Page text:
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Ram Seegobin of LALIT addresses sugar mill workers


Ram Seegobin, LALIT leading member, spoke to a group of sugar industry factory workers known as "artisans" on Thursday 12 June at the Coromandel trade union centre. His subject was the future of this work sector. His talk was part of a two-day seminar of the Organisation de l'Unite des Artisans which was opened by Toolsiraj Benydin of the Federation of Civil Service and Other Workers' Union, and which would be addressed by other trade union leaders including Reeaz Chuttoo, of the Private Sector Workers' Front (FTSP).

Ram Seegobin began by analyzing the effect on workers of the "reform" of the sugar industry, which has resulted in so many sugar mill closures that there will be just the four "clusters" around the production from brown sugar of refined white sugar, ethanol and electricity. It is possible that Medine, one of the four clusters, may opt out into just Integrated Resort Schemes and other real estate business.

The first effect to bear in mind is that the bosses have built up a "reserve army" of 3,000 skilled artisans, laid off during the reform according to the "blueprint" compensation deal. This means that no sooner will laid off workers have got their bit of land for a house and spent their lump sum than older artisans in work will retire. As they retire, the bosses will be tempted to draw in laid off workers on temporary contracts. This way, artisans, like labourers, will be able to be employed on a seasonal basis, Ram Seegobin warned. Only a strong union can stop this from taking place.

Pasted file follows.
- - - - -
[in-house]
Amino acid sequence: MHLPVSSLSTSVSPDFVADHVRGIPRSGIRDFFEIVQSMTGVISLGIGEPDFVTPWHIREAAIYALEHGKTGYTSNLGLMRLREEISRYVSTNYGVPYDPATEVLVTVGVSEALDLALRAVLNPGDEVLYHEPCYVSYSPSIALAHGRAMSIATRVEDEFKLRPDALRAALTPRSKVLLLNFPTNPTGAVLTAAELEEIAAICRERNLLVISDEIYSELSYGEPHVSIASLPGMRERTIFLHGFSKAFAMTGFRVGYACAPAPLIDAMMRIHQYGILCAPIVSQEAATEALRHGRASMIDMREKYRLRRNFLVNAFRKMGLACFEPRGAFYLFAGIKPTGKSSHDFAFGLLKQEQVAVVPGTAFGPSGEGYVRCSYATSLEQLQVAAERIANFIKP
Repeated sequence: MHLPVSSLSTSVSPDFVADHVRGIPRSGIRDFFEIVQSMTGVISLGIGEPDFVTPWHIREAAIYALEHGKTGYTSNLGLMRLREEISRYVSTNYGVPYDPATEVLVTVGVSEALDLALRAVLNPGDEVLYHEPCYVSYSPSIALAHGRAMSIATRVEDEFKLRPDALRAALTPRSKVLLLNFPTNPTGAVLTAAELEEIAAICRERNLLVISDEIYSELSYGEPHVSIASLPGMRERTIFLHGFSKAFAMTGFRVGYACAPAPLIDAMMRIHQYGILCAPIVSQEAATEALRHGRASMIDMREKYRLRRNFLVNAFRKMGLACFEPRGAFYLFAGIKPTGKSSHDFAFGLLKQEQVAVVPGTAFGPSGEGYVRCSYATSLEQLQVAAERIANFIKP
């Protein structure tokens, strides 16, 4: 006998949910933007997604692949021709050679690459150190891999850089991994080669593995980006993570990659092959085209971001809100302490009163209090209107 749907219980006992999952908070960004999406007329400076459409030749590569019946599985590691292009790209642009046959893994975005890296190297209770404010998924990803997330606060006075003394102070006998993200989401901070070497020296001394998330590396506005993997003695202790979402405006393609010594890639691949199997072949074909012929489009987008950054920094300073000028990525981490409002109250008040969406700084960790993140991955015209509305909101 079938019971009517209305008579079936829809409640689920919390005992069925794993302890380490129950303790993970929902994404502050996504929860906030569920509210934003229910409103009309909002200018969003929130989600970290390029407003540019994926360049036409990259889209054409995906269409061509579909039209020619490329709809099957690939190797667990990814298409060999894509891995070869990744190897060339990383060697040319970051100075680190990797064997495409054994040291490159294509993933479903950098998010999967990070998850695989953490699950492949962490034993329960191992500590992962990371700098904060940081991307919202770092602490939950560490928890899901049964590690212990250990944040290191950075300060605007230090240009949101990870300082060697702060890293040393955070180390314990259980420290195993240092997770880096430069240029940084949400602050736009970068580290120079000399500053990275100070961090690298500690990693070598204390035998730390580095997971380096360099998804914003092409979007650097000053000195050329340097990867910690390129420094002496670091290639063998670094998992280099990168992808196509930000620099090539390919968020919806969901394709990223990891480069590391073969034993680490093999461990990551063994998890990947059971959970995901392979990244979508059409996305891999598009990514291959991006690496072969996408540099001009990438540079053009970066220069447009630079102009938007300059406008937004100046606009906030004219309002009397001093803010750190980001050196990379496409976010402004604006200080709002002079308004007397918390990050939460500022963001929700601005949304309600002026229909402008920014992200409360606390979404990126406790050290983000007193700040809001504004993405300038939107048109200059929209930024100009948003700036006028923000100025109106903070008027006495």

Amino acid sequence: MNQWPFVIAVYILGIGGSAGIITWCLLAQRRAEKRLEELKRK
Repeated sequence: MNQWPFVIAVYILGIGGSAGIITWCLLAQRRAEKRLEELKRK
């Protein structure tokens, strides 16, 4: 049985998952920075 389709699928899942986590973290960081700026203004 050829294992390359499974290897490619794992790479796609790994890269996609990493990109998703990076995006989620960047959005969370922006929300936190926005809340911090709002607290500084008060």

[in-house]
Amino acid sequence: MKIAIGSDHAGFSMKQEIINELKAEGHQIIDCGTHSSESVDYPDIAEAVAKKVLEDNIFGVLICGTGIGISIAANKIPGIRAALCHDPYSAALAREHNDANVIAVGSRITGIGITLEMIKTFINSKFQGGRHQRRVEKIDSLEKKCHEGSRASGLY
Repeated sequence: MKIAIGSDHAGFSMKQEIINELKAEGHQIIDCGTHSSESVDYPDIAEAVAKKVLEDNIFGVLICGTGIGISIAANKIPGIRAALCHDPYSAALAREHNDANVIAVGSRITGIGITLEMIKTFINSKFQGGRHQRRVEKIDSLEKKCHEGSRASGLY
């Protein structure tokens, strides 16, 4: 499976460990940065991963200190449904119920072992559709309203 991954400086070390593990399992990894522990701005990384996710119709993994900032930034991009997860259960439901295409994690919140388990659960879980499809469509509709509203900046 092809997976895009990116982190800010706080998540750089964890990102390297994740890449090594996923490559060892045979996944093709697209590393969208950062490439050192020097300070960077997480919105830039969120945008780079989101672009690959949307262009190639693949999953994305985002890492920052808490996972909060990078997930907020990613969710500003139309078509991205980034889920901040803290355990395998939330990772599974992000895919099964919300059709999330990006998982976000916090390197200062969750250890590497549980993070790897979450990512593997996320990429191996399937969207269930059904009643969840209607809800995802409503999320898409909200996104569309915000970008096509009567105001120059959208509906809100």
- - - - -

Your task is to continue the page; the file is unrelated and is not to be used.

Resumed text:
Ram said that this threat should be seen against the back-drop of a systemic crisis resulting from the collapse of the protected sugar regime, as well as a world-wide food crisis. Government has not in the budget been able to control inflation, nor has it reduced the indirect taxes that fall heavily on workers, like the VAT. "Finance Minister Sithanen has taken from the poor to give to the very poor and the rich", Ram Seegobin said of last week's budget.

All these grave problems find the trade union movement, he said, in a very weak situation. With all negotiations being reduced to sectorial level and new laws coming up to do away with the National Remuneration Board, artisans, who will be about 1,500 at the most will have difficult times ahead.

The sector, Ram Seegobin predicted, will be the strongest work sector in the country economic terms. It will be the pivot for the production of refined sugar, ethanol and electricity. And yet, with four different trade unions representing the artisans (three recognized, one not) it will be very difficult. He suggested that artisans set up a "cluster workers' committee" that group together all artisans from all unions, in each of the four cluster areas. This will construct unity from below, from the level of the shop floor, the only form of unity that will work. In time, a common front can be set up, and later amalgamation can become possible. One worker said that the different leaders would not agree, because there would, for example only be one "president". Ram Seegobin said
that the workers will have to impose unity on the leaders.

Ram Seegobin also spoke at length on the importance of the artisans and field labourers also developing unity. He said how in the 1970's the Sugar Industry Labourers' Union and the Union of Artisans of the Sugar Industry had organized joint committees at the level of the sugar estates, and that it was these structures that prepared the way for the fantastic nation-wide strike movement. Workers present remembered these committees in the different areas they come from. The OUA had also participated in that strike [edit: until the leader, Alex Rima, sold out]. Ram Seegobin said how this unity of labourers and artisans because of the history of ethno-religious divides in work sectors was critical to preventing this division of workers.

The debate afterwards was of the highest level, with workers being interested in the future of their work-sector and of the working class as a whole, rather than in the run-of-the-mill industrial issues that often haunt trade union meetings.